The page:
Count this native Iowan as a transplant who prefers the weather here.
This past weekend delivered a good reason. On Saturday, the first day of spring, we woke to an inch or so of snow. By Sunday, it was warm enough to tackle outdoor chores.
Unlike here, winters in Iowa resemble the freezer section of your refrigerator. Snow and ice linger until significant warming manages to chip away at the buildup. It's frigid and gray, and nowhere you'd want to be very long.
But in southwest Kansas, a heavy snowfall often is gone in days. So, other than dry conditions that hinder farmers, some super windy days and a bit of unpredictability, there's plenty to like about the local weather.
Last Sunday's temperatures in the upper 50s brought a great opportunity to get outside for yard work. At our place, that meant cleaning up the home of the hostas and day lilies. While we saw no sign of the hostas, the day lilies were off to a great start.
I used to dread any kind of yard work. When you're a kid and told to do it, the dandelion pulling, hedge trimming and other duties can be pure drudgery.
Now it's not so unwelcome, but rather a nice escape from the rigors of everyday life — one that some experts see as a way to better health, as well.
Studies have shown that performing yard work at least once a week is an effective way to ward off osteoporosis by building and maintaining healthy bones.
Researchers have found that women age 50 and older who gardened at least once a week had higher bone density readings than women who engaged in other exercise, such as jogging, swimming, walking or aerobics.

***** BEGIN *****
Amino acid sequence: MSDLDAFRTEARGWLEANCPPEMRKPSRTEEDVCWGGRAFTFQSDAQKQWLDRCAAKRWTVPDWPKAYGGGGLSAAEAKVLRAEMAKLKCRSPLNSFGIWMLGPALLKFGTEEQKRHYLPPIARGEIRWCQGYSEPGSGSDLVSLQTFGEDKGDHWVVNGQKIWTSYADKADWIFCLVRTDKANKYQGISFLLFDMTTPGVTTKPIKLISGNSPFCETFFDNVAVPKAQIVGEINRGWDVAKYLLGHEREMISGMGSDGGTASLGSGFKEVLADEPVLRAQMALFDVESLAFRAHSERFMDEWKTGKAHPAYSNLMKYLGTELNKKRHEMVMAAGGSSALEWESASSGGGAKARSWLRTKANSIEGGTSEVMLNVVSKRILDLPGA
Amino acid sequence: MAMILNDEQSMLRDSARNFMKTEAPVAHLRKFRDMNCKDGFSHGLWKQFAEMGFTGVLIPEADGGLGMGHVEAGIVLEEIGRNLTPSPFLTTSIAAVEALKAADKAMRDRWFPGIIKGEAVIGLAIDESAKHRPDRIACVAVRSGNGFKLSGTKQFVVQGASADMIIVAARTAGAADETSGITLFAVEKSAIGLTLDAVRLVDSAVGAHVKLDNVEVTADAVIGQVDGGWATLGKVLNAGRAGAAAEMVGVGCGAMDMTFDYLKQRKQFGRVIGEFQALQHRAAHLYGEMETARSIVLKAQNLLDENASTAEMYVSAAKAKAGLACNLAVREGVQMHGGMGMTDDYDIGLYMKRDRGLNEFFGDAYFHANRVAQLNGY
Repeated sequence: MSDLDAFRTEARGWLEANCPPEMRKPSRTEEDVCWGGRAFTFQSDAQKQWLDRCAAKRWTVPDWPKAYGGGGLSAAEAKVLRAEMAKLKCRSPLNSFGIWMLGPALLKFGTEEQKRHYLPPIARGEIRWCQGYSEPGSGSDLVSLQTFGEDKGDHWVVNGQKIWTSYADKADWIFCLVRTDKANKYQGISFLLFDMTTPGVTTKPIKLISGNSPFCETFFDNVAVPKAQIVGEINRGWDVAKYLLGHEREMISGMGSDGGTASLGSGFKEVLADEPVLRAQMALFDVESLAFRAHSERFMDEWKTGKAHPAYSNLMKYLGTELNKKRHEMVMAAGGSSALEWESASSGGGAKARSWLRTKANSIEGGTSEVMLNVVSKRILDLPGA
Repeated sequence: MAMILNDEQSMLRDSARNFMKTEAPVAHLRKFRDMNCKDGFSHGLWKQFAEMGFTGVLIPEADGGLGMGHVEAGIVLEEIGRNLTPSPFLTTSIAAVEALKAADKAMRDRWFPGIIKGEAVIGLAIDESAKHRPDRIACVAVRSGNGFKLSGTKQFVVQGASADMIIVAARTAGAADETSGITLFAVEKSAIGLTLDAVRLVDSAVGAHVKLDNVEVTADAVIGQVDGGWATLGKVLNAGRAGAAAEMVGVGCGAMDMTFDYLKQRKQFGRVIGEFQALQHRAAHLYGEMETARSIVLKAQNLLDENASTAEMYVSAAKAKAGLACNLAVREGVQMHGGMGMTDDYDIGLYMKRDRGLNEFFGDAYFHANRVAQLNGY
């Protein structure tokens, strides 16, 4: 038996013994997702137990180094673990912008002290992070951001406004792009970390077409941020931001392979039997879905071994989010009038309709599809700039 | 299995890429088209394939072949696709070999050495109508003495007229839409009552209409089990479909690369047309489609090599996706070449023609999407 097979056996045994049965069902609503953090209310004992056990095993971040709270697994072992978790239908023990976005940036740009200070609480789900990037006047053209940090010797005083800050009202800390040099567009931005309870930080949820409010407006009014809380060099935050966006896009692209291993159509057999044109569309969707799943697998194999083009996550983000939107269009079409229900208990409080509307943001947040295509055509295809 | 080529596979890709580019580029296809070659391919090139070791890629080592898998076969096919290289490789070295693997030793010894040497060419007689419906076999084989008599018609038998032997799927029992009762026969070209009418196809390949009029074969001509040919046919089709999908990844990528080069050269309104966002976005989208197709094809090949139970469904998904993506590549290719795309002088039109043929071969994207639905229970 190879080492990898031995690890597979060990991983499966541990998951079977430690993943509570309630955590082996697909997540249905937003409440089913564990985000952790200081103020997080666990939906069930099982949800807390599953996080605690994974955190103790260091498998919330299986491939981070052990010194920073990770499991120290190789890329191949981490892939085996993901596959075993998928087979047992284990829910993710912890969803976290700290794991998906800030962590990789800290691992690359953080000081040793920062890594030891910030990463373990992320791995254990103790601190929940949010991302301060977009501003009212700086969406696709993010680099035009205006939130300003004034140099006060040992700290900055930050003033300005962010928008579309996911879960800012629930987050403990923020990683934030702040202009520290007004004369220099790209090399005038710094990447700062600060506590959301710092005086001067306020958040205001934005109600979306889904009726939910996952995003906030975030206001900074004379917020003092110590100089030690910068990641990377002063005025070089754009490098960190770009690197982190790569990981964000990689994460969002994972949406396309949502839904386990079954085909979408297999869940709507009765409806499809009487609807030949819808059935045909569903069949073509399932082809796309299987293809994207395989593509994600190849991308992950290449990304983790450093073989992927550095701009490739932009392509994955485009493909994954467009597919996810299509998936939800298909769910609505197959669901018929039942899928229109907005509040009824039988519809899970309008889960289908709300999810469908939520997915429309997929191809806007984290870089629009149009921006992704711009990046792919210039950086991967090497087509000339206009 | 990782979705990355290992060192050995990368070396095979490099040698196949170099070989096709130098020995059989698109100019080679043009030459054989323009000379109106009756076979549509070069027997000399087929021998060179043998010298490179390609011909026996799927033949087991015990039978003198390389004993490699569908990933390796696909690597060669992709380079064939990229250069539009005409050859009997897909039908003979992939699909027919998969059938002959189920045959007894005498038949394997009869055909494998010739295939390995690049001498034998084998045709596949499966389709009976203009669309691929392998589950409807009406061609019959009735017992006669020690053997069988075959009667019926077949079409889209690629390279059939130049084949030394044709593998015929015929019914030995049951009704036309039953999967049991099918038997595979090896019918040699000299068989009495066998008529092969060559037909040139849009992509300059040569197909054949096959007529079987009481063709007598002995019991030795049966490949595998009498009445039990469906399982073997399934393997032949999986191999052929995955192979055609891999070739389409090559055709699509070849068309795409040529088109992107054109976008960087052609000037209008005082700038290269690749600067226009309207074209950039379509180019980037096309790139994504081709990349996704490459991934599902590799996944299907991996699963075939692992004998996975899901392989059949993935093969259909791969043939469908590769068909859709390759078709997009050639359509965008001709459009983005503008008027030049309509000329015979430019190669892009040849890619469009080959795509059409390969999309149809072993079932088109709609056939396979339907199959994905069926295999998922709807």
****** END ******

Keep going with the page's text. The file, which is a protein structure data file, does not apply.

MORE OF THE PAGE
While osteoporosis ordinarily is associated with women, it's a health threat for all older adults.
The National Osteoporosis Foundation reports that nearly 44 million U.S. women and men age 50 and older are at risk for the bone-thinning disease that's a leading cause of bone fractures in older Americans.
Because yard work features such weight-bearing activities as pulling weeds, digging holes, pushing a lawn mower and raking leaves, it's considered a good way for anyone to maintain and build bone density.
Additional benefit comes in exposure to sunlight that boosts vitamin D production and aids the body in calcium absorption. (But always take sun in moderation and keep the sunscreen handy.)
Tending to the flowers, lawn and shrubs also is a stress reliever that delivers instant gratification.
No one has to be left out. Folks without their own garden spot have been able to try their hand at flowers and veggies at the local Community Garden on Schulman Avenue.
Plus, the Finney County Extension Office offers a bountiful menu of activities that encourage children and adults to cultivate an understanding and love of gardening and other enjoyable, beneficial outdoor activities.
As for the weather, this past week got even more interesting with rain and a chance of snow, which didn't materialize.
Still, we should expect at least one more wintry blast. Spring snowstorms certainly aren't unheard of here.
The good news is we're closer than ever to spending more time outside, enjoying nature and working toward better health.
I can feel it in my bones.
E-mail Editor-publisher Dena Sattler at denas@ gctelegram.com.